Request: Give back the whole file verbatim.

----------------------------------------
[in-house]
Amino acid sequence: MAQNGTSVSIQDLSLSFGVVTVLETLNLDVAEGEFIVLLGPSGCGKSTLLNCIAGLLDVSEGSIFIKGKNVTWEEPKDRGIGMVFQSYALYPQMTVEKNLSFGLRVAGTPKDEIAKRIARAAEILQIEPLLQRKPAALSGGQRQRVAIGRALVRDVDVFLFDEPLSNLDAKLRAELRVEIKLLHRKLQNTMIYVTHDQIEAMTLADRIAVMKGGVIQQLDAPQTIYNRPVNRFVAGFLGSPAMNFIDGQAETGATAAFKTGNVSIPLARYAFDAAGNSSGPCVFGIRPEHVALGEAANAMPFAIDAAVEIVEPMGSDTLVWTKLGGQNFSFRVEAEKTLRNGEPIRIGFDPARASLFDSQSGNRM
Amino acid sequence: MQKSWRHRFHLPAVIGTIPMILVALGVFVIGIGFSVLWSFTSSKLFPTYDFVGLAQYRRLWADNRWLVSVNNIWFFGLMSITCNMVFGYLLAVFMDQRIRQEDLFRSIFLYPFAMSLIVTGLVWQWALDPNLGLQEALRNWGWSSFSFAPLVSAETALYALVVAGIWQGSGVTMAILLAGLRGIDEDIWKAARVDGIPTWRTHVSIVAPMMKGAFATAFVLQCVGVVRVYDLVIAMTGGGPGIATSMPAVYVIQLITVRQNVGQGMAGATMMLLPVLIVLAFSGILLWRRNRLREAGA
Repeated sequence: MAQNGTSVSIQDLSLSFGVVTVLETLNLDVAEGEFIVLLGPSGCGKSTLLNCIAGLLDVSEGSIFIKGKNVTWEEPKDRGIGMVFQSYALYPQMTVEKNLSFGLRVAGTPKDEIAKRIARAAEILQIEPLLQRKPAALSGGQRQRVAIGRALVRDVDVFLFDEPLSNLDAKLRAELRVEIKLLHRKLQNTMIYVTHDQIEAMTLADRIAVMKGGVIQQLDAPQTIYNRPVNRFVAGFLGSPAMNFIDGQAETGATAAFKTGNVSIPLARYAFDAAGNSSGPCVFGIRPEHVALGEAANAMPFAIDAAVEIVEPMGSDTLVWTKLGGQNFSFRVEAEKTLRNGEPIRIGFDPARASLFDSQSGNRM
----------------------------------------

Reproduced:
[in-house]
Amino acid sequence: MAQNGTSVSIQDLSLSFGVVTVLETLNLDVAEGEFIVLLGPSGCGKSTLLNCIAGLLDVSEGSIFIKGKNVTWEEPKDRGIGMVFQSYALYPQMTVEKNLSFGLRVAGTPKDEIAKRIARAAEILQIEPLLQRKPAALSGGQRQRVAIGRALVRDVDVFLFDEPLSNLDAKLRAELRVEIKLLHRKLQNTMIYVTHDQIEAMTLADRIAVMKGGVIQQLDAPQTIYNRPVNRFVAGFLGSPAMNFIDGQAETGATAAFKTGNVSIPLARYAFDAAGNSSGPCVFGIRPEHVALGEAANAMPFAIDAAVEIVEPMGSDTLVWTKLGGQNFSFRVEAEKTLRNGEPIRIGFDPARASLFDSQSGNRM
Amino acid sequence: MQKSWRHRFHLPAVIGTIPMILVALGVFVIGIGFSVLWSFTSSKLFPTYDFVGLAQYRRLWADNRWLVSVNNIWFFGLMSITCNMVFGYLLAVFMDQRIRQEDLFRSIFLYPFAMSLIVTGLVWQWALDPNLGLQEALRNWGWSSFSFAPLVSAETALYALVVAGIWQGSGVTMAILLAGLRGIDEDIWKAARVDGIPTWRTHVSIVAPMMKGAFATAFVLQCVGVVRVYDLVIAMTGGGPGIATSMPAVYVIQLITVRQNVGQGMAGATMMLLPVLIVLAFSGILLWRRNRLREAGA
Repeated sequence: MAQNGTSVSIQDLSLSFGVVTVLETLNLDVAEGEFIVLLGPSGCGKSTLLNCIAGLLDVSEGSIFIKGKNVTWEEPKDRGIGMVFQSYALYPQMTVEKNLSFGLRVAGTPKDEIAKRIARAAEILQIEPLLQRKPAALSGGQRQRVAIGRALVRDVDVFLFDEPLSNLDAKLRAELRVEIKLLHRKLQNTMIYVTHDQIEAMTLADRIAVMKGGVIQQLDAPQTIYNRPVNRFVAGFLGSPAMNFIDGQAETGATAAFKTGNVSIPLARYAFDAAGNSSGPCVFGIRPEHVALGEAANAMPFAIDAAVEIVEPMGSDTLVWTKLGGQNFSFRVEAEKTLRNGEPIRIGFDPARASLFDSQSGNRM